Insulation or Arrest?: Glissant’s Poetics

I was immediately struck by Glissant’s rhapsodic prose in the section titled “The Open Boat,” which describes the horrors of slaves jettisoned so that the ships carrying them might evade their assailants. I’d like to examine the concluding lines of his meditation: “We know ourselves as part and as crowd, in an unknown that does not terrify. We cry our cry of poetry. Our boats are open, and we sail them for everyone” (9). After depicting the ordeal of the slaves through his own poetic renderings, it seems as though Glissant wants to position poetics as a technology of depiction that falls in stark contract to the realities afforded, for instance, the slaves he writes about. We have the luxury of knowing ourselves as either part or crowd, whereas the slaves did not. They are merely relegated to chains in “the belly of the boat” (6). The cry of poetry we muster, he suggests, is a knowledge accrued from the collective experiences of our forebears. The question I have, then, is why poetry?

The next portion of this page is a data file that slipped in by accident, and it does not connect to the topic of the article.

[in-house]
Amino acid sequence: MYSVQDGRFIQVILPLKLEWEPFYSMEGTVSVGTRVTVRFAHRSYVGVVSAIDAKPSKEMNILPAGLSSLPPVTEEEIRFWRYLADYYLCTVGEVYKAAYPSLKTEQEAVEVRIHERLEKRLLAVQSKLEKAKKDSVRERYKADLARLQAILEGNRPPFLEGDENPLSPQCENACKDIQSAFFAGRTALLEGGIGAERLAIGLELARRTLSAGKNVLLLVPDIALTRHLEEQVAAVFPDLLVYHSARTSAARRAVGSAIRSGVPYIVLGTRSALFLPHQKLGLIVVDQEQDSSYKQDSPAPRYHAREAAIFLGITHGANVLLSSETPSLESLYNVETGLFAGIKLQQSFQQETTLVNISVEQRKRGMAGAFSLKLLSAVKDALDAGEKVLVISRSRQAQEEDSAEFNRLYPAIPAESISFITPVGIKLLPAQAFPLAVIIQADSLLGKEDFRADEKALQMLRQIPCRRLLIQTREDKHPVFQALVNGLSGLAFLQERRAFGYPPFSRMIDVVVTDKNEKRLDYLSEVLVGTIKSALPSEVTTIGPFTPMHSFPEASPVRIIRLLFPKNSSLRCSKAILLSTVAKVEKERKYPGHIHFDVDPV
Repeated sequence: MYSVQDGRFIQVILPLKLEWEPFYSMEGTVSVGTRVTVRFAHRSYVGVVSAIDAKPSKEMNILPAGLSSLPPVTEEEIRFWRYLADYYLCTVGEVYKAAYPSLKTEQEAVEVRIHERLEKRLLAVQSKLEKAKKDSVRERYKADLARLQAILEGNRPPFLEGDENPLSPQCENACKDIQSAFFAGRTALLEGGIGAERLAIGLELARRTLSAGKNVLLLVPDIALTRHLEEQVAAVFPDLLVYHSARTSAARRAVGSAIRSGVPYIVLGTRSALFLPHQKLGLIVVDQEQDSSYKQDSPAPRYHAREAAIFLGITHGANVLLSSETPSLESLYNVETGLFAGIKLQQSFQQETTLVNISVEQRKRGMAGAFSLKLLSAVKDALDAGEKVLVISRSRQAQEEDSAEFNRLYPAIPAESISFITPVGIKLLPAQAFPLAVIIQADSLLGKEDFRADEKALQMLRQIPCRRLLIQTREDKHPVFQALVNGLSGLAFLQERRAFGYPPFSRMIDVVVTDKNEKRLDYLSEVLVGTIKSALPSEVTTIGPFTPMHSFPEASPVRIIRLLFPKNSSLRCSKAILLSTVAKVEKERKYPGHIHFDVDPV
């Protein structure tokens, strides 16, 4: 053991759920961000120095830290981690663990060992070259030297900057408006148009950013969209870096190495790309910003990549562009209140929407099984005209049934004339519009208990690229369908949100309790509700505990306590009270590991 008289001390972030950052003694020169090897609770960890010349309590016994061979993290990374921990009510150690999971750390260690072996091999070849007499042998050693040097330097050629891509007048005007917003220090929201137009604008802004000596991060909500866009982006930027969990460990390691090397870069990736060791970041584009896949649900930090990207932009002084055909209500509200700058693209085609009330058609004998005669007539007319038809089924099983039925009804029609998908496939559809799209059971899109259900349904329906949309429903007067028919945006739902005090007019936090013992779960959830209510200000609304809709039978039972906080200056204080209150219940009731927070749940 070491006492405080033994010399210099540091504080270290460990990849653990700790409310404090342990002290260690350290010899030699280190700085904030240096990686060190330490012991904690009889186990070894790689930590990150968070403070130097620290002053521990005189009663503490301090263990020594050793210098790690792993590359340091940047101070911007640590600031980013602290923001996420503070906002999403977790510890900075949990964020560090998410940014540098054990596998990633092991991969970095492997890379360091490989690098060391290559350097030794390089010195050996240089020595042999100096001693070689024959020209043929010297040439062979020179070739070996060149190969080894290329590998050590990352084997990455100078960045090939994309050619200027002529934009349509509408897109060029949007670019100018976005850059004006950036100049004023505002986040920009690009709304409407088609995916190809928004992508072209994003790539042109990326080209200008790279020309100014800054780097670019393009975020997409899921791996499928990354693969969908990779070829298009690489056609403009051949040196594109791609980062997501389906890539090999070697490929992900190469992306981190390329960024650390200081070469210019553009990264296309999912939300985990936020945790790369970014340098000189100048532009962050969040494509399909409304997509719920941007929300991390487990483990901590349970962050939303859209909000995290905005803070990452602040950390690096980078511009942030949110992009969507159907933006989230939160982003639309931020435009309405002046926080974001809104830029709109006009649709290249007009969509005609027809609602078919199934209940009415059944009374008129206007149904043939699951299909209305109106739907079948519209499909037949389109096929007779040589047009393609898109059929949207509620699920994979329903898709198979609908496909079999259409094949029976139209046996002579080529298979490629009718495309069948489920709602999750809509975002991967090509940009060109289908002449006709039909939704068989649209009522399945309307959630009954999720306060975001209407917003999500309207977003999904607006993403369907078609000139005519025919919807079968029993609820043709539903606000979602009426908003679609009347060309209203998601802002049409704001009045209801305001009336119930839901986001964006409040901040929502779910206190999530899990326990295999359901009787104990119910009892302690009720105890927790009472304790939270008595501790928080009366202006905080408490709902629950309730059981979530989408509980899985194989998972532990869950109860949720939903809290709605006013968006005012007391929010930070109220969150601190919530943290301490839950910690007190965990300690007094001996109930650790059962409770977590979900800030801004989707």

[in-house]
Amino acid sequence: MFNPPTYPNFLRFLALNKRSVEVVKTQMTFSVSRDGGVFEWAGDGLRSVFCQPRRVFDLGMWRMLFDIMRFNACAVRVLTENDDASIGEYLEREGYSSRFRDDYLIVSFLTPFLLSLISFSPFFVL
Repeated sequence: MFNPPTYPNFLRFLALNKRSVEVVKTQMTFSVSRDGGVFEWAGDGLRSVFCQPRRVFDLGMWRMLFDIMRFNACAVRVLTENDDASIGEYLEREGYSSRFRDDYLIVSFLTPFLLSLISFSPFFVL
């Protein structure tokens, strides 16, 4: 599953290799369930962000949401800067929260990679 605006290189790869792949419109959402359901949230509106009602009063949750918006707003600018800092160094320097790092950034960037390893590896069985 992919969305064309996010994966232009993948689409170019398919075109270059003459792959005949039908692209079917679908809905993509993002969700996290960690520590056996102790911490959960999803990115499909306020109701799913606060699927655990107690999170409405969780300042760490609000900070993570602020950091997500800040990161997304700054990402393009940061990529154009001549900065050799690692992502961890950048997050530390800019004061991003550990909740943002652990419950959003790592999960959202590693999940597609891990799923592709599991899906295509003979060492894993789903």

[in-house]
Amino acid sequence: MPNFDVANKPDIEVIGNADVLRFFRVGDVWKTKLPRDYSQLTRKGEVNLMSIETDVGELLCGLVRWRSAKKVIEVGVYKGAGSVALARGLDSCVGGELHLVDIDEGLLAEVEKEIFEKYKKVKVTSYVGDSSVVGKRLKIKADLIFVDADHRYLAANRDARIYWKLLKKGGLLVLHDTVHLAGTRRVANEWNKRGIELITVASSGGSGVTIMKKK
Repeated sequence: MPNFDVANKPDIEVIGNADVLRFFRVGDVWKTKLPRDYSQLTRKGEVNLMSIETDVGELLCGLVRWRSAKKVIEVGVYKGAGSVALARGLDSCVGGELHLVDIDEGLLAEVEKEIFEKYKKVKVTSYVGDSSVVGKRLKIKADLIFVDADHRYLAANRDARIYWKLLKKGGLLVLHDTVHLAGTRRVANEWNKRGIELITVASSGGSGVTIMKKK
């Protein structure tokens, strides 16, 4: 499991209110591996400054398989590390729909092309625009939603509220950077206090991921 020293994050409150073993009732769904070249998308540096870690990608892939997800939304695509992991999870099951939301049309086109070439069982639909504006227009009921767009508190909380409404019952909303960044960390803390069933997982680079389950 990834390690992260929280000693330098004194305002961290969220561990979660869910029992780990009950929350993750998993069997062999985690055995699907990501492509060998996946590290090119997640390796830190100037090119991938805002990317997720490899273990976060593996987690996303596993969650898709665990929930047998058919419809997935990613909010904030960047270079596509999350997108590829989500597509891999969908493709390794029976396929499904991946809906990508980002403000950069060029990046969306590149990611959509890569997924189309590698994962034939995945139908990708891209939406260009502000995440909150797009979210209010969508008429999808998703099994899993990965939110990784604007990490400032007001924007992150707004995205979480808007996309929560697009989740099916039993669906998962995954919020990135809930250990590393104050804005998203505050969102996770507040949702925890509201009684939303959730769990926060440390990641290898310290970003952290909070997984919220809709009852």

Perhaps the most striking moment in the section occurs near the end, in the paragraphs where Glissant shifts from second person to first: “For though that experience made you, original victim floating toward the sea’s abyss, an exception, it became something shared and made us, the descendants, one people among others” (8). Glissant goes on to talk about relation as the unifying force connecting the horrific experience demonstrated in the passage to our own lives; he further elaborates that it’s this very relation that allows us to experience murmurs of the abyss, chaos, or “profound moments of peace in which we may honor our boats” (9). Perhaps this is why we’re left with our poetry; the force of events like the slave trade is so gigantic that our only (even somewhat) convincing representational model to depict it is poetry. My first reaction to this piece was that Glissant’s poetic style served to insulate us from the tragedy of the event he described—his manipulation of the words themselves was so skillful, so beautiful, that it hung in stark contrast to the barbarity and force of the flotsam sinking down to what he deemed the abyss. But awe-as-affect is not solely positive. I suggest that part of the reason this passage is so striking is because it mobilizes our own traditional concepts of beauty and the aesthetic to describe an event that makes our skin crawl. We can be simultaneously repulsed and entranced, and I think that this is what Glissant suggests—we have poetry because that’s the closest form of representation that can depict such horrors with the arresting force it deserves, and the gravity it demands.

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